• Score: 6

9:51am Fri 8 Aug 14

Lostcause says...

If they were that bothered about the good of the Borough and its public why couldn't they just volunteer like a lot of people helping others free of charge
If they were that bothered about the good of the Borough and its public why couldn't they just volunteer like a lot of people helping others free of charge Lostcause
  • Score: -5

1:14pm Fri 8 Aug 14

pablozabaleta says...

Lostcause wrote:
If they were that bothered about the good of the Borough and its public why couldn't they just volunteer like a lot of people helping others free of charge
Because far fewer people would do it, and because those that would would either be poor quality or, most likely, rich and retired.

Being a Councillor is hard work. Getting elected (especially in a marginal seat) takes a massive amount of work leafleting, canvassing etc. Then once you've won, it's several nights a week at meetings, lots of casework, lots of daytime things to do in the community.

It's not like doing a couple of hours every week running the tuck shop at the youth club.

People don't become Councillors for the money. £7k a year isn't going to have them buying a solid gold Rolls Royce and driving it to their Tuscan holiday villa. But we shouldn't ask them to give up that much time for nothing. And at the end of the day, you get what you pay for. If you want a cohort of Councillors who are all rich, old and from a shallow talent pool, offer to pay them nothing and that's what you'll get.
[quote][p][bold]Lostcause[/bold] wrote: If they were that bothered about the good of the Borough and its public why couldn't they just volunteer like a lot of people helping others free of charge[/p][/quote]Because far fewer people would do it, and because those that would would either be poor quality or, most likely, rich and retired. Being a Councillor is hard work. Getting elected (especially in a marginal seat) takes a massive amount of work leafleting, canvassing etc. Then once you've won, it's several nights a week at meetings, lots of casework, lots of daytime things to do in the community. It's not like doing a couple of hours every week running the tuck shop at the youth club. People don't become Councillors for the money. £7k a year isn't going to have them buying a solid gold Rolls Royce and driving it to their Tuscan holiday villa. But we shouldn't ask them to give up that much time for nothing. And at the end of the day, you get what you pay for. If you want a cohort of Councillors who are all rich, old and from a shallow talent pool, offer to pay them nothing and that's what you'll get. pablozabaleta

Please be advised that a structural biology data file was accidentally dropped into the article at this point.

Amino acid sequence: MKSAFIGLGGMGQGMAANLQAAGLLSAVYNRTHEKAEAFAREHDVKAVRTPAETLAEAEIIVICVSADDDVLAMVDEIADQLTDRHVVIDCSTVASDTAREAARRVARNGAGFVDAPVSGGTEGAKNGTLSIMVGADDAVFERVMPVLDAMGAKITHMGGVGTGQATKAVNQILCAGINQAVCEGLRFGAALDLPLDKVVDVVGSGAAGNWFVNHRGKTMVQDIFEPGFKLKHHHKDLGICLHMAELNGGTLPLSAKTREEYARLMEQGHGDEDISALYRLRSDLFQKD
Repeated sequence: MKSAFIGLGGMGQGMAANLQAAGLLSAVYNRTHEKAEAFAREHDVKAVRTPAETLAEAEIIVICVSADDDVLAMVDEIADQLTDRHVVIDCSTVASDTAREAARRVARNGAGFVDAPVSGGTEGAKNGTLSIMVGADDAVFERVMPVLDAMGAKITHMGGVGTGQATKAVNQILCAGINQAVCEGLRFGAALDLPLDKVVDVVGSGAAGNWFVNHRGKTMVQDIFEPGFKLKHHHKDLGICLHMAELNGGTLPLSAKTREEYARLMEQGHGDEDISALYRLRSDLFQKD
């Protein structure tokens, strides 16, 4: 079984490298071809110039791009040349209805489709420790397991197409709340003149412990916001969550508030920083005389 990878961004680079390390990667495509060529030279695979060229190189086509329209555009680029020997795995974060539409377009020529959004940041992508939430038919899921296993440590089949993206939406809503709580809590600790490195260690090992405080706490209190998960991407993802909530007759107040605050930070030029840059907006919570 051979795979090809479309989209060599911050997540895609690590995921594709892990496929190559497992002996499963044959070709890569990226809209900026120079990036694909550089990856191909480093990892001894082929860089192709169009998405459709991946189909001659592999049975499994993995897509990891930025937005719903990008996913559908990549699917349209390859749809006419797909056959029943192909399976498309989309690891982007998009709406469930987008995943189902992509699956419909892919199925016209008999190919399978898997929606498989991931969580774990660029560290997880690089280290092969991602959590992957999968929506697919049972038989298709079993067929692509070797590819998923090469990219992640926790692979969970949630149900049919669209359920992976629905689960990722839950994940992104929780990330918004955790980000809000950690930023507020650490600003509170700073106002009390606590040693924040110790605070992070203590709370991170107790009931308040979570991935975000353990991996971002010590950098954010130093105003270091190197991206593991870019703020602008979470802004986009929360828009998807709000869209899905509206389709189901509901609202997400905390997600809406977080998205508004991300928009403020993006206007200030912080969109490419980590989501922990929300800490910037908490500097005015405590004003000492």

• Score: 3

11:46am Wed 13 Aug 14

6ef6a424@opayq.com says...

pablozabaleta wrote:
And at the end of the day, you get what you pay for. If you want a cohort of Councillors who are all rich, old and from a shallow talent pool, offer to pay them nothing and that's what you'll get.

People who are rich have I guess achieved something, maybe in business or working for many years. People who are old have lived a long time and have a lot of experience in dealing with lifes problems. Whats wrong with people from this shallow talent pool? Or perhaps you would like a 24 year old socialist/communist activist who would have no problem spending your money. I think we have enough of these!
pablozabaleta wrote: And at the end of the day, you get what you pay for. If you want a cohort of Councillors who are all rich, old and from a shallow talent pool, offer to pay them nothing and that's what you'll get. People who are rich have I guess achieved something, maybe in business or working for many years. People who are old have lived a long time and have a lot of experience in dealing with lifes problems. Whats wrong with people from this shallow talent pool? Or perhaps you would like a 24 year old socialist/communist activist who would have no problem spending your money. I think we have enough of these! 6ef6a424@opayq.com
  • Score: 0